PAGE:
Mouth of the Mississippi World's Dirtiest Coastal Ecosystem
SANTA BARBARA, California, July 12, 2009 (ENS) – The world’s most imperiled coastal marine ecosystem is at the mouth of the Mississippi River, although coastal marine ecosystems are at risk worldwide as a result of human activities, new research shows.
Scientists at the University of California-Santa Barbara who performed the first integrated analysis of all coastal areas of the world conclude the nutrient runoff from upstream farms that flows down the Mississippi River to the Gulf of Mexico is responsible for the most tainted coastal ecosystem in the world.
Muddy, nutrient laden water flows through the Mississippi River Delta on its way to the Gulf of Mexico. (Photo by E. Wilson courtesy SCCC)
These nutrients have led to a persistent dead zone in the Gulf of Mexico caused by an overgrowth of algae that feeds on the nutrients and takes up most of the oxygen in the water, depriving other marine organisms of the oxygen they need to survive.
“Resource management and conservation in coastal waters must address a litany of impacts from human activities, from the land, such as urban runoff and other types of pollution, and from the sea,” said Benjamin Halpern, the study’s lead author, who is based at the National Center for Ecological Analysis and Synthesis at UC Santa Barbara.
“One of the great challenges is to decide where and how much to allocate limited resources to tackling these problems,” Halpern said.
“Our results identify where it is absolutely imperative that land-based threats are addressed – so-called hotspots of land-based impact – and where these land-based sources of impact are minimal or can be ignored,” he said.
The hottest hotspot is at the mouth of the Mississippi River, the study shows, with the other nine most polluted coastal marine ecosystems in Asia and Europe.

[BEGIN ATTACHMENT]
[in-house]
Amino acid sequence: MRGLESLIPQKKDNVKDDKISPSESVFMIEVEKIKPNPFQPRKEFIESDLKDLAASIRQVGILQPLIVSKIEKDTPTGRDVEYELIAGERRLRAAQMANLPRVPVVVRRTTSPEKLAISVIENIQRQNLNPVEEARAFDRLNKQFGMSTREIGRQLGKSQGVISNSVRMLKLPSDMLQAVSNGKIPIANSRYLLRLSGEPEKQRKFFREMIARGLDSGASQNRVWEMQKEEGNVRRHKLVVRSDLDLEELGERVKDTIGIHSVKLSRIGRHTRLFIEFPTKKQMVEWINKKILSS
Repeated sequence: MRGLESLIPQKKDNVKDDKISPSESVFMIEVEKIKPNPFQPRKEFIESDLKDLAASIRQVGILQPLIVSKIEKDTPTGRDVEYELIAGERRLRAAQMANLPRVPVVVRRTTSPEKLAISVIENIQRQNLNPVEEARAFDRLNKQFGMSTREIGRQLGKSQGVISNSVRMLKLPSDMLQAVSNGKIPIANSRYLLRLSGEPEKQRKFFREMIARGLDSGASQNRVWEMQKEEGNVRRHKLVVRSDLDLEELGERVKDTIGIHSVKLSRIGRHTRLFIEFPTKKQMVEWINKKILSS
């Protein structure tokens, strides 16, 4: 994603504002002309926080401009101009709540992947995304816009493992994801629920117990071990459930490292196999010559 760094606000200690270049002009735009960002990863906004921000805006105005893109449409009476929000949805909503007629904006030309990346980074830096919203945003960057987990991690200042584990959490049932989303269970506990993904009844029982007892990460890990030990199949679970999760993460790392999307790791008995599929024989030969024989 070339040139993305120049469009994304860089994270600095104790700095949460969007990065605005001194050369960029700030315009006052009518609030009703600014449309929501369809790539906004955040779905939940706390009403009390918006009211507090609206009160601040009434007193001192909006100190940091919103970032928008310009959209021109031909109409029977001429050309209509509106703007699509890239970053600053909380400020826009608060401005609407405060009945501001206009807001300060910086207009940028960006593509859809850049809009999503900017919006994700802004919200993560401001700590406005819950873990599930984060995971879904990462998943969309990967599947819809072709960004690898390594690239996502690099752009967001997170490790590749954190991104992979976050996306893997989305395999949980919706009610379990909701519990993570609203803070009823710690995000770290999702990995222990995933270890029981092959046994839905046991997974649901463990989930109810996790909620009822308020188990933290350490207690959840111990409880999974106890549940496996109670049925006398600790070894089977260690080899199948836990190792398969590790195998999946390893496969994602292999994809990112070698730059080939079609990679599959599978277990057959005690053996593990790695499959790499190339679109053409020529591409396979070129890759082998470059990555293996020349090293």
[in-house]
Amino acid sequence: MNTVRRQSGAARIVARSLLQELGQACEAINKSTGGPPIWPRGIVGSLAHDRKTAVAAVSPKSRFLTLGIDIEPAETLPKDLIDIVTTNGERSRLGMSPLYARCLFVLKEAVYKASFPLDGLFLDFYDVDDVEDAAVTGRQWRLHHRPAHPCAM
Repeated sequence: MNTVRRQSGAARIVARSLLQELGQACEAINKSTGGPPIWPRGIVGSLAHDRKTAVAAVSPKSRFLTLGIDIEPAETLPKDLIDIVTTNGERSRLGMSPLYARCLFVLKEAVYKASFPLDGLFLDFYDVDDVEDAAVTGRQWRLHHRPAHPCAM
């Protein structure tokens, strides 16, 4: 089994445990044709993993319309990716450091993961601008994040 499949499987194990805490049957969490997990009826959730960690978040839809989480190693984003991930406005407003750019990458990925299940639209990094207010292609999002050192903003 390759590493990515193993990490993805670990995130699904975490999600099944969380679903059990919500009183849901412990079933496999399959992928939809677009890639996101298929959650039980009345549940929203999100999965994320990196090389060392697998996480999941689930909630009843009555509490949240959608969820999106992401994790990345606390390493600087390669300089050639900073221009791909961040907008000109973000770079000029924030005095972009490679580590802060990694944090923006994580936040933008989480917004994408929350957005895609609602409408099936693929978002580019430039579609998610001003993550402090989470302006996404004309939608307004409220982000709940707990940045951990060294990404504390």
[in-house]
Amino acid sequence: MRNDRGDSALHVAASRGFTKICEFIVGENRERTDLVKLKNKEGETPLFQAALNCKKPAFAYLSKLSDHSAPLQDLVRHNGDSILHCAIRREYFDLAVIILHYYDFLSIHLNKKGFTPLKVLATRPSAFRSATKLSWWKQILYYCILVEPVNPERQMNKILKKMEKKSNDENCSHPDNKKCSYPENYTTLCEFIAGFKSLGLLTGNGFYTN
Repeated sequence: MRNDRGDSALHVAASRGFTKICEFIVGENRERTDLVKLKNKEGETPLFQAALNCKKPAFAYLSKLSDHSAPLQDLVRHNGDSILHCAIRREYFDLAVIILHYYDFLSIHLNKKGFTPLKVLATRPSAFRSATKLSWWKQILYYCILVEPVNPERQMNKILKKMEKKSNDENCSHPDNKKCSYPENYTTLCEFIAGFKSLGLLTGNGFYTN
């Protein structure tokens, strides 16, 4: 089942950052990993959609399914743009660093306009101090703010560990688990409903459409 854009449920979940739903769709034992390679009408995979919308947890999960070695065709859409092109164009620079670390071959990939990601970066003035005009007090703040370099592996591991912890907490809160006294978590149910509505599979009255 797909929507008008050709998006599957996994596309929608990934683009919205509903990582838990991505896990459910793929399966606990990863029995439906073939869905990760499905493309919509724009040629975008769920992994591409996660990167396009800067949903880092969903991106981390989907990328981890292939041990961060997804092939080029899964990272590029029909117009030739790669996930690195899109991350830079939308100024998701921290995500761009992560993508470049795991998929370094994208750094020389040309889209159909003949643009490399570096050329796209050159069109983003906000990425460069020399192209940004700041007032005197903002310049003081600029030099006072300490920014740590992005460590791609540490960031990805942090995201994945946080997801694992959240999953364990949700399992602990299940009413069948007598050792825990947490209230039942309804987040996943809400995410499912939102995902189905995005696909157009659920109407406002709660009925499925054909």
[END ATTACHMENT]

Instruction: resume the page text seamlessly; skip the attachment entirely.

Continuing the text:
The second most threatened marine coastal ecosystem is where the Ganges River drains into the Sunderbans delta in the Bay of Bengal near Dhaka, Bangladesh.
The third most imperiled coastal ecosystem is where the Mekong River empties into the South China Sea near Saigon, Vietnam.
Next are China’s Pearl River where it meets the South China Sea near Hong Kong, Italy’s Po River where it drains into the Adriatice Sea near Venice, followed by the Rhine and Meuse rivers that empty into the North Sea near Rotterdam in the Netherlands.
“These are areas where conservation efforts will almost certainly fail if they don’t directly address what people are doing on land upstream from these locations,” Halpern warned.
The authors surveyed four key land-based drivers of ecological change – nutrient input from agriculture in urban settings, organic pollutants derived from pesticides, inorganic pollutants from urban runoff, and direct impact of human populations on coastal marine habitats.
Halpern explained that a large portion of the world’s coastlines experience very little effect of what happens on land.
“This is because a vast majority of the planet’s landscape drains into relatively few very large rivers, that in turn affect a small amount of coastal area,” he said.
“In these places with little impact from human activities on land, marine conservation can and needs to focus primarily on what is happening in the ocean – fishing, climate change, invasive species, and commercial shipping,” said Halpern.
The authors state in their paper that both global-level and federal-level conservation and management prioritization efforts can benefit from identifying which countries are most in need of addressing land-based sources of impact to marine ecosystems.